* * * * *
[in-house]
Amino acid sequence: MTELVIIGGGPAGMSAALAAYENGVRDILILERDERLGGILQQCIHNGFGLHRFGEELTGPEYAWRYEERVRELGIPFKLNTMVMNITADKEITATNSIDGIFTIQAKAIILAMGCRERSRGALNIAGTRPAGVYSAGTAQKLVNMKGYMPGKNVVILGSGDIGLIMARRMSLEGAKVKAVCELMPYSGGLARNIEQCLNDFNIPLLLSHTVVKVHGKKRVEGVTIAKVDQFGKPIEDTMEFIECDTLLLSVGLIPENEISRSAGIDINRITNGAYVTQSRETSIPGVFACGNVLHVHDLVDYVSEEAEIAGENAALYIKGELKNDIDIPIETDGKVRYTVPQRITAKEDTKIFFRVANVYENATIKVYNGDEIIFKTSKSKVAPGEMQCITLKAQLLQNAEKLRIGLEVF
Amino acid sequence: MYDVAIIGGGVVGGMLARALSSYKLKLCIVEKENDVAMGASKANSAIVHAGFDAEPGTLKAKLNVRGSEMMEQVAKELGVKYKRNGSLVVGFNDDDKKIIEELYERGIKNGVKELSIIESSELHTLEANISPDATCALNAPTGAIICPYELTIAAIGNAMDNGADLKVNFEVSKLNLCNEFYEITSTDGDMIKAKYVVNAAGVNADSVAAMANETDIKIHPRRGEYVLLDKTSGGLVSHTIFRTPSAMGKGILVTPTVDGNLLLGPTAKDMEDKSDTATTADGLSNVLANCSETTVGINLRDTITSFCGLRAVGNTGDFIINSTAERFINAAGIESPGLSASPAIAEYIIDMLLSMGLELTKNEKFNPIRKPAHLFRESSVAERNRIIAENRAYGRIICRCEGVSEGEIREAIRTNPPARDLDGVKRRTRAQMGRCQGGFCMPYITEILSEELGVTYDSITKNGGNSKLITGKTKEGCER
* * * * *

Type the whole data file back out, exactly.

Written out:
[in-house]
Amino acid sequence: MTELVIIGGGPAGMSAALAAYENGVRDILILERDERLGGILQQCIHNGFGLHRFGEELTGPEYAWRYEERVRELGIPFKLNTMVMNITADKEITATNSIDGIFTIQAKAIILAMGCRERSRGALNIAGTRPAGVYSAGTAQKLVNMKGYMPGKNVVILGSGDIGLIMARRMSLEGAKVKAVCELMPYSGGLARNIEQCLNDFNIPLLLSHTVVKVHGKKRVEGVTIAKVDQFGKPIEDTMEFIECDTLLLSVGLIPENEISRSAGIDINRITNGAYVTQSRETSIPGVFACGNVLHVHDLVDYVSEEAEIAGENAALYIKGELKNDIDIPIETDGKVRYTVPQRITAKEDTKIFFRVANVYENATIKVYNGDEIIFKTSKSKVAPGEMQCITLKAQLLQNAEKLRIGLEVF
Amino acid sequence: MYDVAIIGGGVVGGMLARALSSYKLKLCIVEKENDVAMGASKANSAIVHAGFDAEPGTLKAKLNVRGSEMMEQVAKELGVKYKRNGSLVVGFNDDDKKIIEELYERGIKNGVKELSIIESSELHTLEANISPDATCALNAPTGAIICPYELTIAAIGNAMDNGADLKVNFEVSKLNLCNEFYEITSTDGDMIKAKYVVNAAGVNADSVAAMANETDIKIHPRRGEYVLLDKTSGGLVSHTIFRTPSAMGKGILVTPTVDGNLLLGPTAKDMEDKSDTATTADGLSNVLANCSETTVGINLRDTITSFCGLRAVGNTGDFIINSTAERFINAAGIESPGLSASPAIAEYIIDMLLSMGLELTKNEKFNPIRKPAHLFRESSVAERNRIIAENRAYGRIICRCEGVSEGEIREAIRTNPPARDLDGVKRRTRAQMGRCQGGFCMPYITEILSEELGVTYDSITKNGGNSKLITGKTKEGCER